Though the appraiser does go to the house, they are not a home inspector, so they aren’t the ones that are putting together an inspection report. This is what the buyer would need to lift the inspection contingency. A Home Inspection entails a lot of subjects but for now, let’s just say an  Inspector comes in to take a look at the house and make a general report on the condition. They are not an electrician, plumber or roof specialist but the report can contain recommendations to use a specialist in an area that the Home Inspector feels should be looked at closer. In a future blog I will cover the Home Inspection Process.

 

Loan Contingency

 

This contingency is exactly what it sounds like — a contingency for the buyers getting loan approval from their bank or a mortgage broker. This one is absolutely crucial for the deal going through. Though the contingencies all are equal on the contract, people are more likely to waive the appraisal contingency than they are to come up with $1,000,000 cash. Most people don’t have that in their savings account! If for some reason, the lender will not approve the loan, the deal is often dead in the water — the sellers will have to select a different offer, with more stable financing. This is why cash offers are so highly prized: because the seller knows that there will be no issue with financing/loans.

              

 

Robert Schmalz - Broker / Founder

West Los Angeles Real Estate Group

An Independent California Licensed Realty

California Broker Lic #01813025

bob_schmalz@wlaregroup.com

310.505.5571

"Helping Guide Clients Through The Economic Complexities Of Real Estate

By Knowing Their Wants And Needs"

Dec. 19, 2019

FINALLY A FULL EXPLANATION OF WHAT ESCROW IS AND DOES PART 3 OF 3

 

Here is the final installment of our series on Escrow in a Real Estate Transaction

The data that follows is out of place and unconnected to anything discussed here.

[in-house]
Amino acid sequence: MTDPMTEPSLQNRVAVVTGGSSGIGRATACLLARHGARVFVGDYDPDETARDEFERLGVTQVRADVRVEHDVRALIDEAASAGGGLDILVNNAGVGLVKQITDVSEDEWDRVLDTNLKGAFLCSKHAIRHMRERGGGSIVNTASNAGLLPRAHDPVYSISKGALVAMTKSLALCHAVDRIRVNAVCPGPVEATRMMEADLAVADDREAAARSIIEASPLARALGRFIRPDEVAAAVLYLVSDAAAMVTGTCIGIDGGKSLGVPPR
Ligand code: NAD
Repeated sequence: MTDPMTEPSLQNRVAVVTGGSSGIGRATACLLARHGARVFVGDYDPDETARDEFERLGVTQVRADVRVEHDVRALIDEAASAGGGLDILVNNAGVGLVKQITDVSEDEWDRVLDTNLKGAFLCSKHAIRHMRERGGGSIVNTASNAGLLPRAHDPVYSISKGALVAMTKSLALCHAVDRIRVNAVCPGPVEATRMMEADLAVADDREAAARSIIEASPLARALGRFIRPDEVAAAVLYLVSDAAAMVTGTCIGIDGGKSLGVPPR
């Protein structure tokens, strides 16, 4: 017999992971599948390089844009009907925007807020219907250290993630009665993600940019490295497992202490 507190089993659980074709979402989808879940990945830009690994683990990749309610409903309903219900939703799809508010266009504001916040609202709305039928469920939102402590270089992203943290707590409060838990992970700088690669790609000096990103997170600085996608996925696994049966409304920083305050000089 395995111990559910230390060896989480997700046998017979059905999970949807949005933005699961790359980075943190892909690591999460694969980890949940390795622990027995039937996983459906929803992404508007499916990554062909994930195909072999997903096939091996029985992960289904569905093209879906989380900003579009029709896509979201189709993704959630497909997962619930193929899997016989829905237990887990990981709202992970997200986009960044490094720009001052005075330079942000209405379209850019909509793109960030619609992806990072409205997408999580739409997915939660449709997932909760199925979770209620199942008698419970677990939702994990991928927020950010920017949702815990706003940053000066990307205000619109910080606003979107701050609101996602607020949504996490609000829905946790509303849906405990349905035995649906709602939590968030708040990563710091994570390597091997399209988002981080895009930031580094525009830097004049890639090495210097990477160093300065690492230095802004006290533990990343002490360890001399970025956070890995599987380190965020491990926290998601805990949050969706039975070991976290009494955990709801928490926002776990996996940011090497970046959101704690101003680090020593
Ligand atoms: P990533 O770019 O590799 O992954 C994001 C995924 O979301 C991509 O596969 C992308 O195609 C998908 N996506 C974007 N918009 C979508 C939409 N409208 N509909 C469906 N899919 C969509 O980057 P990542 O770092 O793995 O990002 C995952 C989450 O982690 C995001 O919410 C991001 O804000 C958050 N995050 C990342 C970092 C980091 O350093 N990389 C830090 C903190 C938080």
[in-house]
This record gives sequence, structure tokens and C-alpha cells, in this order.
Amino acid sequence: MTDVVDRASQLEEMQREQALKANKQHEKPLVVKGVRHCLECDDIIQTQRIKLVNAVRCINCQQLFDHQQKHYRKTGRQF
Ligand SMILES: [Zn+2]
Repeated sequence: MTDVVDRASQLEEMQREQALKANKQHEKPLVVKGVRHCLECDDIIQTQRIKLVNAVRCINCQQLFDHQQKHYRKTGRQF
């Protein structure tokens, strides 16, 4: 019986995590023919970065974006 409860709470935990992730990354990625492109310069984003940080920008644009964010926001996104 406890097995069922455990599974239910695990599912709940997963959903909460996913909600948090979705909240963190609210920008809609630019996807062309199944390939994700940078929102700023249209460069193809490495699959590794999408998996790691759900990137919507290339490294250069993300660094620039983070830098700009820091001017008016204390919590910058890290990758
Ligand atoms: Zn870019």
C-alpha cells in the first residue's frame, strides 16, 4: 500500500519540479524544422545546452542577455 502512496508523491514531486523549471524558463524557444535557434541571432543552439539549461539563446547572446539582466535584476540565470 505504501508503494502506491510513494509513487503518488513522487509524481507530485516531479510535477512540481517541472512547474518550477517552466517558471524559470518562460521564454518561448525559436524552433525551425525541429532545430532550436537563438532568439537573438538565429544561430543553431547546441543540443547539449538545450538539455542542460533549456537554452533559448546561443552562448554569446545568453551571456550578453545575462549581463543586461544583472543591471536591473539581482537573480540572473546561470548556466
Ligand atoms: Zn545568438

What to look for in an escrow company 

Online security is one of the most essential elements in an escrow transaction since it involves one of the biggest purchases of most people’s lifetime: their home. So it is important to use an escrow firm that takes steps to ensure funds are not misdirected or personal information subjected to hacking now or in the future. Your escrow company is mandated to report the purchase or sale of a residential property to the Internal Revenue Service.  In the process, the escrow firm must collect all parties’ non-public personal information, such as Social Security numbers, date of birth, bank account numbers. It’s the kind of information you don’t want hackers to have. To be safe, select an escrow company that is SOC1 and SOC2 certified by a third-party auditor to protect against online predators. I have worked with many escrow companies and have a few that I highly recommend, please contact me and I will put you in touch with them. Send me your  to my email, bob_schmalz@wlaregroup.com and I will put you in contact with a couple of them.

 

How can you assure a successful escrow? 

Buyers need to make sure they are using an accredited lender that is savvy and familiar with new federal requirements. What are the current federal regulations? The Consumer Financial Protection Bureau (CFPB), an organization that governs financial institutions, including residential real estate and closing services, mandates the new federal regulations. “They have stricter timelines and stricter disclosure requirements for lenders,” Tegan said. “They make it a lot more difficult for a lender that is not savvy to meet these timeframes and get loans closed on time. So it is very crucial for a buyer to choose a good team in both an agent and a lender.” Of course to service my clients I have a few lenders that I highly recommend. So many of my clients have thanked me for these lenders and I consistently hear how they performed where other lenders could not. Send an Email to me and I will set up the introductions.